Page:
One of the most fundamental laws for electrical theory is Ohm’s Law because it links voltage and current to the properties of a conductor or its resistance. These three elements are considered to be major circuit quantities, which is why understanding Ohm’s Law is quite important if you want to familiarize yourself with electrical concepts. This article provides a quick guide to understanding the principles of Ohm’s Law.
Ohm’s Law in Brief
Ohm’s Law was designed by a German scientist named George Ohm after performing several experiments. In this law, he describes how current flows through a conductor when various levels of voltage are applied. In a gist, he theorized that the current flowing in a circuit is directly proportional to the voltage and inversely proportional to the resistance.
Ohm’s Law Formula
The Ohm’s Law formula is quite straightforward. In mathematical terms, it is expressed as the voltage is the product of current and resistance. Ideally, the voltage is expressed in Volts, the current is expressed in Amperes, while the resistance is expressed in Ohms. This is quite apparent in the Ohm’s Law triangle that positions the voltage on top. From there, you will garner that to compute for the current, you only need to divide the voltage over the resistance. In the same manner, to calculate the resistance, just divide the voltage over the current.
Electrical Power in Circuits
The power in a circuit is defined as the rate at which the circuit consumes or produces energy. More often than not, you will notice that the higher the value or rating of light bulbs and heaters in Watts, the more electrical power they are most likely to consume. It, therefore, follows that the higher your utility bill would be at the end of the month.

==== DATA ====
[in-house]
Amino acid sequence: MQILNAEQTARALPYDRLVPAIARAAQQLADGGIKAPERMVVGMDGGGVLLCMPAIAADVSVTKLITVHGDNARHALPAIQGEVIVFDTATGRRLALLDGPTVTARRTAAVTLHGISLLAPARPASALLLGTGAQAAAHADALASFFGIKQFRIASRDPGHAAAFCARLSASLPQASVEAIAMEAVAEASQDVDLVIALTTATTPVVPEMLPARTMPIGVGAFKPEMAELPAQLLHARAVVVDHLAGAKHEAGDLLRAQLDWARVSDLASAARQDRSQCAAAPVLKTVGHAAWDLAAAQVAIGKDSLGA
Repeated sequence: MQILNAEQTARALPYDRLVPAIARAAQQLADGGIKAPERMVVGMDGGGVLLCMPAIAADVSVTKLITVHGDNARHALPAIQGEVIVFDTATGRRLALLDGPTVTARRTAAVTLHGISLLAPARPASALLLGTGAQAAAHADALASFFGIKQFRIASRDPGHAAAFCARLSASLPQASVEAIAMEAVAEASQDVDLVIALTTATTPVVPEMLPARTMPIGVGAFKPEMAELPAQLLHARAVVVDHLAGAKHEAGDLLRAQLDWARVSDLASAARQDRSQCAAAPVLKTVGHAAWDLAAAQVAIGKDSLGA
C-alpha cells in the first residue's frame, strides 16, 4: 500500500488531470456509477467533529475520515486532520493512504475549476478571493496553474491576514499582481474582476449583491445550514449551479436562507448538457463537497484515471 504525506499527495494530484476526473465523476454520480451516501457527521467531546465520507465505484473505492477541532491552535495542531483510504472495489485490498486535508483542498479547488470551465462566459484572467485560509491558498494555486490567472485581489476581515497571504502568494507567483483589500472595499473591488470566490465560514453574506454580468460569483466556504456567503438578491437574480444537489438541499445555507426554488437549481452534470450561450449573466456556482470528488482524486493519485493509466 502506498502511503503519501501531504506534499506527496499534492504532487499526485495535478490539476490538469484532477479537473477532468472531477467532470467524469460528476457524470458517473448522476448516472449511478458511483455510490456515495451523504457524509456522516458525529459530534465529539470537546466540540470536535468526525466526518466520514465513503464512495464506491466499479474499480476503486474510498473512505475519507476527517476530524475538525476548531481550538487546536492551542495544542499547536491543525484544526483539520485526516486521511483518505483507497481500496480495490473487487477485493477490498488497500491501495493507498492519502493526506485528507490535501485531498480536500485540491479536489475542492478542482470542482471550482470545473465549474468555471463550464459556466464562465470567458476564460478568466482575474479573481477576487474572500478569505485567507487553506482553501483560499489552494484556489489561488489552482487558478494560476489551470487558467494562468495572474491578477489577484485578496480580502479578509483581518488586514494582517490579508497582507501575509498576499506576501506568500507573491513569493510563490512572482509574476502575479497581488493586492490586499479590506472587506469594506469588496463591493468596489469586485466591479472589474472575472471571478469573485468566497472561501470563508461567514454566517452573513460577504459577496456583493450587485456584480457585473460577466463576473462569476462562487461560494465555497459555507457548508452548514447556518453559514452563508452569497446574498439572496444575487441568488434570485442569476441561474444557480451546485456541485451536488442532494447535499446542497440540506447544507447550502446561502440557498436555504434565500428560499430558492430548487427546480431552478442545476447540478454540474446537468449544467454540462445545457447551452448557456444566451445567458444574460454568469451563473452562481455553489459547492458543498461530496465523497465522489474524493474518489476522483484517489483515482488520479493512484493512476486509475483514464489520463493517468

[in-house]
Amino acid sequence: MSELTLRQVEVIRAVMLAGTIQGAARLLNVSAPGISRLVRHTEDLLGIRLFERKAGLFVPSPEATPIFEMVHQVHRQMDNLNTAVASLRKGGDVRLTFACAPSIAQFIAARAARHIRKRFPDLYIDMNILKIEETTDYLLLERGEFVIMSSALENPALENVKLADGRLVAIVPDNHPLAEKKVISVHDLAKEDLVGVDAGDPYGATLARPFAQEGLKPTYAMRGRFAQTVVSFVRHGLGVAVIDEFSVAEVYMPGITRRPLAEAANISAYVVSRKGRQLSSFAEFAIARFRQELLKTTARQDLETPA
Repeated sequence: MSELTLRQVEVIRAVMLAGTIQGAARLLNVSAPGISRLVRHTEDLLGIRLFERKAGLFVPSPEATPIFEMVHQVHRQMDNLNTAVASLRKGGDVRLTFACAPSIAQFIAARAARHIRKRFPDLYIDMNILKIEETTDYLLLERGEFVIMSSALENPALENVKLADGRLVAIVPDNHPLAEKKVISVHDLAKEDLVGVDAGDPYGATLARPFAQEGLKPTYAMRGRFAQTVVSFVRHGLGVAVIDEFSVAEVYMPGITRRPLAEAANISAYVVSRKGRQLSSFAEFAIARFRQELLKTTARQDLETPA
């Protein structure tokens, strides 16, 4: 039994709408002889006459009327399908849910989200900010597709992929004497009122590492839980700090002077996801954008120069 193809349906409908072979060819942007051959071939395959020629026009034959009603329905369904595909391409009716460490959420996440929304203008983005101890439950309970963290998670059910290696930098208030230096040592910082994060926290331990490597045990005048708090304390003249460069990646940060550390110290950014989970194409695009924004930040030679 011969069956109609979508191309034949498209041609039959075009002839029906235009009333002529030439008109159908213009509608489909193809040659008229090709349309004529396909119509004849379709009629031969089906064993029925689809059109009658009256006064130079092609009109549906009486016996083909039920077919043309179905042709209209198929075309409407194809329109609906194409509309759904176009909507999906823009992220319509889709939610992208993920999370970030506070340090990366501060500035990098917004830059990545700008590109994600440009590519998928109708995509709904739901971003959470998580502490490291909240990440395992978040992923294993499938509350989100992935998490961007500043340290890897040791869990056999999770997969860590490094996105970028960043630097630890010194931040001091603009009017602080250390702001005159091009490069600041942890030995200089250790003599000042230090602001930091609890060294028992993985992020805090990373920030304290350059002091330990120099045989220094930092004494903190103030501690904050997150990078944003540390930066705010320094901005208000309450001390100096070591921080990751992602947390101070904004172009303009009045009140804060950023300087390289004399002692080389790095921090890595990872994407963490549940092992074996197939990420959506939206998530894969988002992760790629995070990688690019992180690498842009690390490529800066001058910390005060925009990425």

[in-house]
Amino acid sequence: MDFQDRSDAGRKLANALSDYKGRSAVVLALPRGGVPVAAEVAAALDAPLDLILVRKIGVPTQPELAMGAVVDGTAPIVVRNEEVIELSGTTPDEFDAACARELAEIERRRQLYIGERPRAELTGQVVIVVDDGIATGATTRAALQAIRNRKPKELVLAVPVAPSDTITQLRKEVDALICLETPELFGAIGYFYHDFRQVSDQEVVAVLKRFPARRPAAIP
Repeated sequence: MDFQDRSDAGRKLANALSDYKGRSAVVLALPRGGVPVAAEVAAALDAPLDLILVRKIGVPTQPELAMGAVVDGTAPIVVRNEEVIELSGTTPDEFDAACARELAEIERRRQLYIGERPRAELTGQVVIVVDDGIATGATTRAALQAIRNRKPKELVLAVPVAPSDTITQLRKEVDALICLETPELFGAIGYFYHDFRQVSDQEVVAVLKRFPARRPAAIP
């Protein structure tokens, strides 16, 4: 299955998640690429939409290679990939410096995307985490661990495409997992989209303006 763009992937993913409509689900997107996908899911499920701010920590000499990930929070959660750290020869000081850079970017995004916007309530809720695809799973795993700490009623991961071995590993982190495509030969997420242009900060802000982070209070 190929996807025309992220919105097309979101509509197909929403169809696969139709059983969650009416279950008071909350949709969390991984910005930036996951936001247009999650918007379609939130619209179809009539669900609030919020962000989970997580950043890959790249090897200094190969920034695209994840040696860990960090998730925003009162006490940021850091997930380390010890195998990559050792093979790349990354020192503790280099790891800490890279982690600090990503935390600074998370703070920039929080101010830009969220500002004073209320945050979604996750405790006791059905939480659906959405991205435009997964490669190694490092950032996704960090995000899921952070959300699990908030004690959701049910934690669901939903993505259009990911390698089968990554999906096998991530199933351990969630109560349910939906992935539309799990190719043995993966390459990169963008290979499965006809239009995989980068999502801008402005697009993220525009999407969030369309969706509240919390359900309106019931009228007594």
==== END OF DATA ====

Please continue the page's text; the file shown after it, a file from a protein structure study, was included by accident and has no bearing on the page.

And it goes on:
The Power Triangle
The power triangle is characterized by three elements, namely the power, current, and voltage. The power is on top of the triangle or the pyramid. From there, all you need to remember is that to compute the power, you can simply multiply the voltage and current. On the other hand, if you want to compete for the current, you only need to divide the power over the voltage. Similarly, to calculate the voltage, you simply need to divide the power over the current.
Ohm’s Law Pie Chart
The Ohm’s Law pie chart is also sometimes referred to as the Ohm’s Law wheel. When you learn how to use Ohms law wheel, then you will find it more effortless to understand the relationship between voltage, current, power, and resistance. Generally, the chart or the wheel is divided into four sections, each representing the voltage, current, power, and resistance accordingly and how each of these elements can be calculated.
With the wheel, you will find that the voltage can be calculated by multiplying the current and resistance or dividing the power over the current. You can also take the square root of the product of the power and resistance to find the voltage. On the other hand, the current can also be calculated in three ways, namely dividing the voltage over the resistance, dividing the power over the voltage, or taking the square root of the quotient of the power over the resistance.